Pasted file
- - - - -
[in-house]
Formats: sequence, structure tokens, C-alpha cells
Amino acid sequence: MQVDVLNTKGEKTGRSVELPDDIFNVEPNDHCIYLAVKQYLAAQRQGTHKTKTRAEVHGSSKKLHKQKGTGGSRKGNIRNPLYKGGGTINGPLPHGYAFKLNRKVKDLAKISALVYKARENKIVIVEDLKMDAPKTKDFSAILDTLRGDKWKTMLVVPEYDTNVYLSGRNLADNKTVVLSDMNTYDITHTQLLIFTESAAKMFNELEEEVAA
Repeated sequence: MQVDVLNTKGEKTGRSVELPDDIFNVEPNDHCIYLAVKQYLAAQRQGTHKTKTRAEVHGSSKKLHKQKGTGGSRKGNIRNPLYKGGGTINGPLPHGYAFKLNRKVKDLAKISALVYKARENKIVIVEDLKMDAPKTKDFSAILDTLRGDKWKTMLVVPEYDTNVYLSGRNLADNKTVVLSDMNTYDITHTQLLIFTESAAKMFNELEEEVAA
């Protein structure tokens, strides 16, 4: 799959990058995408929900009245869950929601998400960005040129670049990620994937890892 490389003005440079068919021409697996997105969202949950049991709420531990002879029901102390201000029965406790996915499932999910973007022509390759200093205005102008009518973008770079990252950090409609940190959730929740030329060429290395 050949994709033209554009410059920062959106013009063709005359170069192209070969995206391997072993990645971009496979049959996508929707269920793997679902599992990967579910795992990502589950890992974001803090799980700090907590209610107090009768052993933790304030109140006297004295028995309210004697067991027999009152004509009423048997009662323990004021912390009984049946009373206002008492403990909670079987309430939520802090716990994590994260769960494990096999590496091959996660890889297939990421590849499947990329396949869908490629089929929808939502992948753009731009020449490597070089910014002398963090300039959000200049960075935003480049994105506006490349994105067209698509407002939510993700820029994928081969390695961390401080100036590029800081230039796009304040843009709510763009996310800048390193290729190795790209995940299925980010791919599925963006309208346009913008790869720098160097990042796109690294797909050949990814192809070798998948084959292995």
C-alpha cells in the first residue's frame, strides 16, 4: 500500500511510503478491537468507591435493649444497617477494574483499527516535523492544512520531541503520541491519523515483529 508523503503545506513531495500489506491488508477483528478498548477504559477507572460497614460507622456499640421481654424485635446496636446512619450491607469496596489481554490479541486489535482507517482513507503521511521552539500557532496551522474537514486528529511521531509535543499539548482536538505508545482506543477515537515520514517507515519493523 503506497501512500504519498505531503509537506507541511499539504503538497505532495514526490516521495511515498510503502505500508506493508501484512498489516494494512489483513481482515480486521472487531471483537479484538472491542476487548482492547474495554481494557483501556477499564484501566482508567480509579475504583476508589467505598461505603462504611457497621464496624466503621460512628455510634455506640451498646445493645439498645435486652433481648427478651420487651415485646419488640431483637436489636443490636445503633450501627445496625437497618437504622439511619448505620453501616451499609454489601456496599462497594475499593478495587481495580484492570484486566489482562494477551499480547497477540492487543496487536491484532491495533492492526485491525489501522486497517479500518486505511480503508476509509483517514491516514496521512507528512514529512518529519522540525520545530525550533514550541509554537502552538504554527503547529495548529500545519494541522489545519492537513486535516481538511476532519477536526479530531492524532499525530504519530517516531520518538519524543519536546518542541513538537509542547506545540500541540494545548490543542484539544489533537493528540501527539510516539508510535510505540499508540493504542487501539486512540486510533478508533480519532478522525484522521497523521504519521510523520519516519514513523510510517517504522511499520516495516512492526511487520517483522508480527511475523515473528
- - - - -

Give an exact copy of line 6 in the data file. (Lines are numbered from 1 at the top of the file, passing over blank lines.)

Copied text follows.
C-alpha cells in the first residue's frame, strides 16, 4: 500500500511510503478491537468507591435493649444497617477494574483499527516535523492544512520531541503520541491519523515483529 508523503503545506513531495500489506491488508477483528478498548477504559477507572460497614460507622456499640421481654424485635446496636446512619450491607469496596489481554490479541486489535482507517482513507503521511521552539500557532496551522474537514486528529511521531509535543499539548482536538505508545482506543477515537515520514517507515519493523 503506497501512500504519498505531503509537506507541511499539504503538497505532495514526490516521495511515498510503502505500508506493508501484512498489516494494512489483513481482515480486521472487531471483537479484538472491542476487548482492547474495554481494557483501556477499564484501566482508567480509579475504583476508589467505598461505603462504611457497621464496624466503621460512628455510634455506640451498646445493645439498645435486652433481648427478651420487651415485646419488640431483637436489636443490636445503633450501627445496625437497618437504622439511619448505620453501616451499609454489601456496599462497594475499593478495587481495580484492570484486566489482562494477551499480547497477540492487543496487536491484532491495533492492526485491525489501522486497517479500518486505511480503508476509509483517514491516514496521512507528512514529512518529519522540525520545530525550533514550541509554537502552538504554527503547529495548529500545519494541522489545519492537513486535516481538511476532519477536526479530531492524532499525530504519530517516531520518538519524543519536546518542541513538537509542547506545540500541540494545548490543542484539544489533537493528540501527539510516539508510535510505540499508540493504542487501539486512540486510533478508533480519532478522525484522521497523521504519521510523520519516519514513523510510517517504522511499520516495516512492526511487520517483522508480527511475523515473528